Using JQuery UI to Add Effects to a Drupal Site (Part II)


In Part I, I explained how to use JQuery UI's .dialog method to script a modal message in Drupal.  In part two, I show how to customize what the message looks like and how often it appears in the browser (using cookies).

In this case, the dialog is a terms of service message that hides a publicly-accessible member directory. Before proceeding to the directory, the user must click a button in the dialog indicating agreement with the terms.

If you want to see the finished file before or while reading the explanation, you can download it here: modal.js.

Hiding the "X" in the Modal Dialog

Basic Modal DialogHere's a problem: JQuery UI's default dialog method allows the user to close our "terms of service" dialog without clicking the "I accept the terms" button. The user can just click "X" to close the window instead of "I agree." This isn't a binding legal document, but it is very important to the client that the user directly click "I agree" before gaining access to the directory. 

Getting rid of this "X" (circled in red in the image) is actually pretty easy. I took a peak at the "Theming" tab for the .dialog method on the JQuery UI site and found that the "X" is styled with CSS using the following class: .ui-dialog-titlebar-close. I also looked at the "Events" tab and found the syntax for coding a function that occurs right when the modal dialog opens. Putting this information together, I inserted the following code inside my modal.js file:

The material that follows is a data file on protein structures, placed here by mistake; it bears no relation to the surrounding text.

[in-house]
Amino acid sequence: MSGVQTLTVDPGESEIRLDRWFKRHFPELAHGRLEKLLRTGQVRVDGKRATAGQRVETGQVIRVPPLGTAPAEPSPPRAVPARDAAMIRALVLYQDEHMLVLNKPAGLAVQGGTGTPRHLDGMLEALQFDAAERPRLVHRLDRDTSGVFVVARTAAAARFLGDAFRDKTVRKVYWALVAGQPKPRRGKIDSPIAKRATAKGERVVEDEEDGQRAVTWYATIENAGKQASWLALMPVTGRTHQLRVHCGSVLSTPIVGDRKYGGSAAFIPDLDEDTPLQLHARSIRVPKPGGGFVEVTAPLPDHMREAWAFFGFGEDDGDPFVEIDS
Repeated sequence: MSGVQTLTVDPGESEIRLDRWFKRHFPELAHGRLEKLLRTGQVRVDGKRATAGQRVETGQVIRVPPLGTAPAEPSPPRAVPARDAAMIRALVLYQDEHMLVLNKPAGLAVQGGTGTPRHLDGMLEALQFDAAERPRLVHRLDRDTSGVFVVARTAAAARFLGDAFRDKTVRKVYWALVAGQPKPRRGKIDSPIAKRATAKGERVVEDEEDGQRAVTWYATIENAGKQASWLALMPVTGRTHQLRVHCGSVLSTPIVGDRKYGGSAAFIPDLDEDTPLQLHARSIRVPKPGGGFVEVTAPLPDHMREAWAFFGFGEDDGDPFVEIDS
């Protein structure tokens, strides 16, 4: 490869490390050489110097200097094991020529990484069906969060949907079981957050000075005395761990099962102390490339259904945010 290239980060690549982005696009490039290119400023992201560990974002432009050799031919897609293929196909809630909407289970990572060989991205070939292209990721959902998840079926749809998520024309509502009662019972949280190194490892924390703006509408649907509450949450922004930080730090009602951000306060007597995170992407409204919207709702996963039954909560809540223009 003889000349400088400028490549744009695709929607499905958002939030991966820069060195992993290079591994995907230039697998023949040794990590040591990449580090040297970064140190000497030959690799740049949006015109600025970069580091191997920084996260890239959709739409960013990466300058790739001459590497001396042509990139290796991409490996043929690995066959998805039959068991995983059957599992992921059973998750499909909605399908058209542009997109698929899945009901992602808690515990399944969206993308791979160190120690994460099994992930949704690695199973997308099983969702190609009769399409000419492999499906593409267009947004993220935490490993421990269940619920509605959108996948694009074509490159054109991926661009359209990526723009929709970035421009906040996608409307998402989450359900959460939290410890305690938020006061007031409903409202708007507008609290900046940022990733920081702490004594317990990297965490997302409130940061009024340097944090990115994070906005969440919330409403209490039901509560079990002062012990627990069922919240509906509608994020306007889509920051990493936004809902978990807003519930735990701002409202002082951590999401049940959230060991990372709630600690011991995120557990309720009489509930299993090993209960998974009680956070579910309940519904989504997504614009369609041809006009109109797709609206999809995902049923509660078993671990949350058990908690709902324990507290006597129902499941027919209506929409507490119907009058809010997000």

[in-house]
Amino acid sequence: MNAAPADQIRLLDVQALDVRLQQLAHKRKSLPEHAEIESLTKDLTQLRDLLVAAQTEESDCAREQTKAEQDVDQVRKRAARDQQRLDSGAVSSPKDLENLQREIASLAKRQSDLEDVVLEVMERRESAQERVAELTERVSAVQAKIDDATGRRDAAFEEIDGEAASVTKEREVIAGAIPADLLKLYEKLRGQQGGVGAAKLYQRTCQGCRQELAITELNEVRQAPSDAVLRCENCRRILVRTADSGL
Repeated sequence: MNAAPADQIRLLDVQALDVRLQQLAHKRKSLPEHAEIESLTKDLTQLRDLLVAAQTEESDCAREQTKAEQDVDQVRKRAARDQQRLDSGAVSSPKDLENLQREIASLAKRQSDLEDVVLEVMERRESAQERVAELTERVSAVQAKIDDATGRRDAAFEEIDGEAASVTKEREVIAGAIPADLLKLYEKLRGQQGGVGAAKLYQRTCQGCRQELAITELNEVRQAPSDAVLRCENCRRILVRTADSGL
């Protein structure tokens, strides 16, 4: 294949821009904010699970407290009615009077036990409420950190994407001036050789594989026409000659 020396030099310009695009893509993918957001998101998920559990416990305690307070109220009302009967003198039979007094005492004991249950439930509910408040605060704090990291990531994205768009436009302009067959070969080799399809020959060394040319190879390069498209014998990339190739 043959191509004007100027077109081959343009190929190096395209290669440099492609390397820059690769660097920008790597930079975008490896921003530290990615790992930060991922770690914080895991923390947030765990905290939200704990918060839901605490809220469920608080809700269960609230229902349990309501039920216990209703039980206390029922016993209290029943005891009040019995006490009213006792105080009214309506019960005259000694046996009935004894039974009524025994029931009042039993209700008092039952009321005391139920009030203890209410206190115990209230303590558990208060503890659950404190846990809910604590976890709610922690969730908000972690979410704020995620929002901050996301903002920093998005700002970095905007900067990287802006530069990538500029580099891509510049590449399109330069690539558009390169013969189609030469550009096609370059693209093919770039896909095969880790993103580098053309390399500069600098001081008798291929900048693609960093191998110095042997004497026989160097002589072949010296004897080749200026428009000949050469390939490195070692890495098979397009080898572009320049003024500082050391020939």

open: function(event, ui) { $(".ui-dialog-titlebar-close").hide(); },

I reloaded the theme again (see Part I) and refreshed the page. The dialog opened automatically, but this time there was no "X". Mission accomplished.

A Dialog Dilemma

Still, the dialog box now appears every time the page loads. Every time. This seemed like the desired behavior at first, but it’s not. The page refreshes whenever the user sorts the directory or advances to the next page in the list of therapists. Each time the page refreshes for this or any other reason, the modal dialog pops up to annoy the user all over again. The user should only have to agree to the terms of service once per visit to the site (or some other interval, like once every few days).